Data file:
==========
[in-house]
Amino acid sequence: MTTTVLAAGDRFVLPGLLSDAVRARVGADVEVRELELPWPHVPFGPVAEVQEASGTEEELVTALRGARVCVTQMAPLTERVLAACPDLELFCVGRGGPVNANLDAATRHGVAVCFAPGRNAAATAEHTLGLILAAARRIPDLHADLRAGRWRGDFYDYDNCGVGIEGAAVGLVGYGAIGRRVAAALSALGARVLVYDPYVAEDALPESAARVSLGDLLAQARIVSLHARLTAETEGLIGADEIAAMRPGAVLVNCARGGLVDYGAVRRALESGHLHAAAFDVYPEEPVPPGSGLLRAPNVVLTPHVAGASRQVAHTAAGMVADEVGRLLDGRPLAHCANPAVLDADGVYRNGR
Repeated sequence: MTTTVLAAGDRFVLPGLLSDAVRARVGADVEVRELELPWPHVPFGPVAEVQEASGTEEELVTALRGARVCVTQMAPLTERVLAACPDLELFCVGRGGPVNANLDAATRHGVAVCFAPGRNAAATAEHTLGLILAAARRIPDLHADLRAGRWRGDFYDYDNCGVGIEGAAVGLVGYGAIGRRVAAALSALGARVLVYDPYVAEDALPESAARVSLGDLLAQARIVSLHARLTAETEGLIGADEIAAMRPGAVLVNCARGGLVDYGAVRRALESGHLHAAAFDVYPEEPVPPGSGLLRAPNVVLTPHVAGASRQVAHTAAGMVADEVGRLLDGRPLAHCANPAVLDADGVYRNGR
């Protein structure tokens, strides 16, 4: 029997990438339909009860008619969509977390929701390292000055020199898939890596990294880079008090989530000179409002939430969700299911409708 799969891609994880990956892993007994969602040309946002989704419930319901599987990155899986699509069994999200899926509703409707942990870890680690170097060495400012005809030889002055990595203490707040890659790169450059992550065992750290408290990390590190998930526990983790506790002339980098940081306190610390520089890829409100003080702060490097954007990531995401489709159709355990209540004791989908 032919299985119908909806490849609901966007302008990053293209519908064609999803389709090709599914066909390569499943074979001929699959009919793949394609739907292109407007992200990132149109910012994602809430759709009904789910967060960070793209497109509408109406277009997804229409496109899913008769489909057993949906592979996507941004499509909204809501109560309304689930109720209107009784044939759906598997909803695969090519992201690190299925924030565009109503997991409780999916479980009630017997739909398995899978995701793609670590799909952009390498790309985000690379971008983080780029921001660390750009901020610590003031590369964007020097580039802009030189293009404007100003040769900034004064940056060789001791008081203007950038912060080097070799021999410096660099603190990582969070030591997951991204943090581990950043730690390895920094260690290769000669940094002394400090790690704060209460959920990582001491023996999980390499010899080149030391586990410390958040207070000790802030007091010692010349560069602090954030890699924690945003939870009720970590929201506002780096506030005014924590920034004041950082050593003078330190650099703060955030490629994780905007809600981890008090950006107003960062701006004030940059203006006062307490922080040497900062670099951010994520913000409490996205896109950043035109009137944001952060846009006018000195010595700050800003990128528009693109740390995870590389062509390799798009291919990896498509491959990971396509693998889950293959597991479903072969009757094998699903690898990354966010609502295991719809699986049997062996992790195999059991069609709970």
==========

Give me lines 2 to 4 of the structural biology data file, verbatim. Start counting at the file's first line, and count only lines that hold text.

Amino acid sequence: MTTTVLAAGDRFVLPGLLSDAVRARVGADVEVRELELPWPHVPFGPVAEVQEASGTEEELVTALRGARVCVTQMAPLTERVLAACPDLELFCVGRGGPVNANLDAATRHGVAVCFAPGRNAAATAEHTLGLILAAARRIPDLHADLRAGRWRGDFYDYDNCGVGIEGAAVGLVGYGAIGRRVAAALSALGARVLVYDPYVAEDALPESAARVSLGDLLAQARIVSLHARLTAETEGLIGADEIAAMRPGAVLVNCARGGLVDYGAVRRALESGHLHAAAFDVYPEEPVPPGSGLLRAPNVVLTPHVAGASRQVAHTAAGMVADEVGRLLDGRPLAHCANPAVLDADGVYRNGR
Repeated sequence: MTTTVLAAGDRFVLPGLLSDAVRARVGADVEVRELELPWPHVPFGPVAEVQEASGTEEELVTALRGARVCVTQMAPLTERVLAACPDLELFCVGRGGPVNANLDAATRHGVAVCFAPGRNAAATAEHTLGLILAAARRIPDLHADLRAGRWRGDFYDYDNCGVGIEGAAVGLVGYGAIGRRVAAALSALGARVLVYDPYVAEDALPESAARVSLGDLLAQARIVSLHARLTAETEGLIGADEIAAMRPGAVLVNCARGGLVDYGAVRRALESGHLHAAAFDVYPEEPVPPGSGLLRAPNVVLTPHVAGASRQVAHTAAGMVADEVGRLLDGRPLAHCANPAVLDADGVYRNGR
């Protein structure tokens, strides 16, 4: 029997990438339909009860008619969509977390929701390292000055020199898939890596990294880079008090989530000179409002939430969700299911409708 799969891609994880990956892993007994969602040309946002989704419930319901599987990155899986699509069994999200899926509703409707942990870890680690170097060495400012005809030889002055990595203490707040890659790169450059992550065992750290408290990390590190998930526990983790506790002339980098940081306190610390520089890829409100003080702060490097954007990531995401489709159709355990209540004791989908 032919299985119908909806490849609901966007302008990053293209519908064609999803389709090709599914066909390569499943074979001929699959009919793949394609739907292109407007992200990132149109910012994602809430759709009904789910967060960070793209497109509408109406277009997804229409496109899913008769489909057993949906592979996507941004499509909204809501109560309304689930109720209107009784044939759906598997909803695969090519992201690190299925924030565009109503997991409780999916479980009630017997739909398995899978995701793609670590799909952009390498790309985000690379971008983080780029921001660390750009901020610590003031590369964007020097580039802009030189293009404007100003040769900034004064940056060789001791008081203007950038912060080097070799021999410096660099603190990582969070030591997951991204943090581990950043730690390895920094260690290769000669940094002394400090790690704060209460959920990582001491023996999980390499010899080149030391586990410390958040207070000790802030007091010692010349560069602090954030890699924690945003939870009720970590929201506002780096506030005014924590920034004041950082050593003078330190650099703060955030490629994780905007809600981890008090950006107003960062701006004030940059203006006062307490922080040497900062670099951010994520913000409490996205896109950043035109009137944001952060846009006018000195010595700050800003990128528009693109740390995870590389062509390799798009291919990896498509491959990971396509693998889950293959597991479903072969009757094998699903690898990354966010609502295991719809699986049997062996992790195999059991069609709970």